MUELDER: Afghanistan people need aid, not bombs (Afghanistan)


Afghanistan, a mountainous territory slightly smaller than Texas, is bordered by Iran, Turkmenistan, Uzbekistan, Tadjikistan, Russia, India, China and Pakistan. Its main cities are Kabul, Kandahar, Herat, Mazar-e-Sharif, Jalalabad and Konduz.


(20.07.2009)

Historically, moderate Islam has been the primary religion; roughly 80 percent are Sunni, the rest Shiite. The Pashtun are the largest ethnic group; others include Tajiks, Uzbeks, Hazaris, Aimaqs, Turkmen, Baluchs and Nuristani. The main languages, Pashto and Dari, connect Afghans linguistically with Iran. More than 70 other languages and many dialects are also spoken by smaller groups. Afghanistan is not so much a country as it is a collection of tribes and tribal regions. It's not like France, Japan or Costa Rica where most people share a common language, literacy and culture. The literacy rate is 28 percent; educated people are nearly all in the cities. Extremely poor, with the highest infant mortality rate in the world, 70 percent of Afghans live on less than $2 a day; life expectancy is 45. Three fourths of the people are rural, there is little electricity, even in the capital, and roads are poor or non-existent. It is a warlord state of tribal fiefdoms with no legitimate national leader. Handpicked by the Bush administration, President Hamid Karzai is seen as a corrupt American puppet with no authority outside the capital; he's ridiculed throughout Afghanistan as the "mayor of Kabul." According to a former State Department analyst, Afghan people have "no memory of a centralized state."

As they did elsewhere, the British established the borders of Afghanistan without regard to local realities. The 1893 Durand Line was drawn right through the middle of the Pashtun lands as the western border of what was then British India. In 1947 the British left India and Pakistan was created from Indian and Afghan lands, including Baluchistan. The result is a borderless Pashtun nation in both eastern Afghanistan and western Pakistan - a complicating factor in cultures where one's first loyalty is to the tribe.

Since 2001 we have sent $5 billion for training the Afghan police and building schools, clinics, roads, etc., a pittance compared to the need even if it had been effectively spent, which it was not. No-bid Halliburton style contracts were awarded to well-connected profiteers like DynCorp; the result has been a debacle of slipshod work and missing money. DynCorp got nearly a billion dollars to train Afghan police; a training effort State Department official Richard Holbrooke called "an appalling joke … a complete shambles." After the supposed training was over no one at the Pentagon or DynCorp could say where the thousands of trucks and other missing police equipment had gone or how many trainees were now serving. A 2006 government report concluded that the American trained force was "incapable of carrying out routine law enforcement work" and police incompetence was a direct cause of the Taliban's resurgence and overall government corruption. Last August the Bush administration awarded another contract for $317 million to DynCorp to "continue training civilian police forces in Afghanistan."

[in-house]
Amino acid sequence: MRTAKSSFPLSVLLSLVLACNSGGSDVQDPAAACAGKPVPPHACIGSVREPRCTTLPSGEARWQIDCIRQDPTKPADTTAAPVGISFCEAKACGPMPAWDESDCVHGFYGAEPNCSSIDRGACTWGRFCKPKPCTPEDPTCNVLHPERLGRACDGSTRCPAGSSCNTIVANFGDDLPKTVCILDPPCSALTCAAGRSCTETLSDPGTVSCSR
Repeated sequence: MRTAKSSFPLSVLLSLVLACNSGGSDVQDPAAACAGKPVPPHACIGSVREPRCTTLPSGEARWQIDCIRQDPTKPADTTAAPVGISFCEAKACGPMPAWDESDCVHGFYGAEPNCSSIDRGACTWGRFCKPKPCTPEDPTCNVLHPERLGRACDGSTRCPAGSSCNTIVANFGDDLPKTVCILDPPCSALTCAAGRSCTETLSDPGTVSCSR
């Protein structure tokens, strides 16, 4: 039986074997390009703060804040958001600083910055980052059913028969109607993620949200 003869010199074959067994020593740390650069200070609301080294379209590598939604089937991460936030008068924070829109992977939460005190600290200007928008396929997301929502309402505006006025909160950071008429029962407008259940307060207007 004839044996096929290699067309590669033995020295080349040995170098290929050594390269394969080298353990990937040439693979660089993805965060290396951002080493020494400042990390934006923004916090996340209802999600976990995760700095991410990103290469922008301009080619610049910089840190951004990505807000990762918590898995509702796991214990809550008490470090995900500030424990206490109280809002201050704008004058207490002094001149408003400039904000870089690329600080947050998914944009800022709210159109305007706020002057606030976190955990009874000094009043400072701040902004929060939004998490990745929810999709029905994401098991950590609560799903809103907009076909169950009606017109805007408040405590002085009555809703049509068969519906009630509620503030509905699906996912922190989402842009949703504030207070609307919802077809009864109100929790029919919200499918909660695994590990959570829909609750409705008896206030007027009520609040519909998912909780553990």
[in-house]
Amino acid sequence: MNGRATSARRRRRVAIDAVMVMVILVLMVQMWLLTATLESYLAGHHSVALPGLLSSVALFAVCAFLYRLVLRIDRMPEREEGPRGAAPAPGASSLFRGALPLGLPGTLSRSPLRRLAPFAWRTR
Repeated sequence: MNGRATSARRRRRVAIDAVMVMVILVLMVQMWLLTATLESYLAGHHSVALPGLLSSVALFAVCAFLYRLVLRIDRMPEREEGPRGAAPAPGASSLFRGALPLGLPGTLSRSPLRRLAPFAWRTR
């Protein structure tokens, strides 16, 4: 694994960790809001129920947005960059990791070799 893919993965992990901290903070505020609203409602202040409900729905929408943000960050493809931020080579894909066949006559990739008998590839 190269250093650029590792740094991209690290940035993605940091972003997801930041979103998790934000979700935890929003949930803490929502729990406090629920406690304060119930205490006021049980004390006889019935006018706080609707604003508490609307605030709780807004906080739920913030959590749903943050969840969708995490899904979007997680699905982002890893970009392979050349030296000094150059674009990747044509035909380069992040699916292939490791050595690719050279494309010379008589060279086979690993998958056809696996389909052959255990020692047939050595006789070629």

Meanwhile, we are spending about $24 billion a year killing and maiming Afghan people. Since 2006 we have drastically increased the number of bombs dropped in U.S.-NATO air raids, tripling the numbers of civilians killed. As many as 500 Afghan civilians are dying monthly from U.S. cluster bombs, most of them children and teenage boys.

The British lost all three Anglo-Afghan wars; the Russians fought there from 1979 to 1989 with 40,000-50,000 casualties before conceding defeat at the hands of the mujahadeen. We seem to be in danger of having learned nothing from their experience nor from ours in Vietnam and Iraq. At the end of World War II we were seen as good guys who had helped put down the Axis bad guys, and then sponsored the Marshall Plan to rebuild Europe. We aren't seen as good guys many places any more. Our military has been decimated by imperial overreach and now is overstressed and reduced to recruiting and accepting felons, white-supremacists and neo-Nazis - groups we should not be giving military training and weapons to. We are heavily in debt to China and Saudi Arabia. Doing more of what has failed is unwise.

We need one policy with a clear set of goals. We must stop killing Afghan people and start helping them, turning our efforts to aid and restoration, focusing on local needs, building roads and irrigation systems. The Russians deliberately destroyed centuries-old irrigation systems which brought mountain water to the arid valleys. Retrieving that water supply would gain us immediate appreciation and cooperation. We need to help establish a workable, secular education system to offer an alternative to Pakistan's madrassas, send civilian experts to help the country rebuild, and secure women's rights with equal protection under the law which will speed economic development. We need a Marshall Plan for Afghanistan.

Laurie Muelder of Galesburg taught English and social studies for 20 years at Churchill Jr. High and now substitute teaches for the Galesburg School District. She's a former writer on the Community Roundtable.

Von: http://www.galesburg.com/opinions/x631634069/MUELDER-Afghanistan-people-need-aid-not-bombs, 18.07.2009

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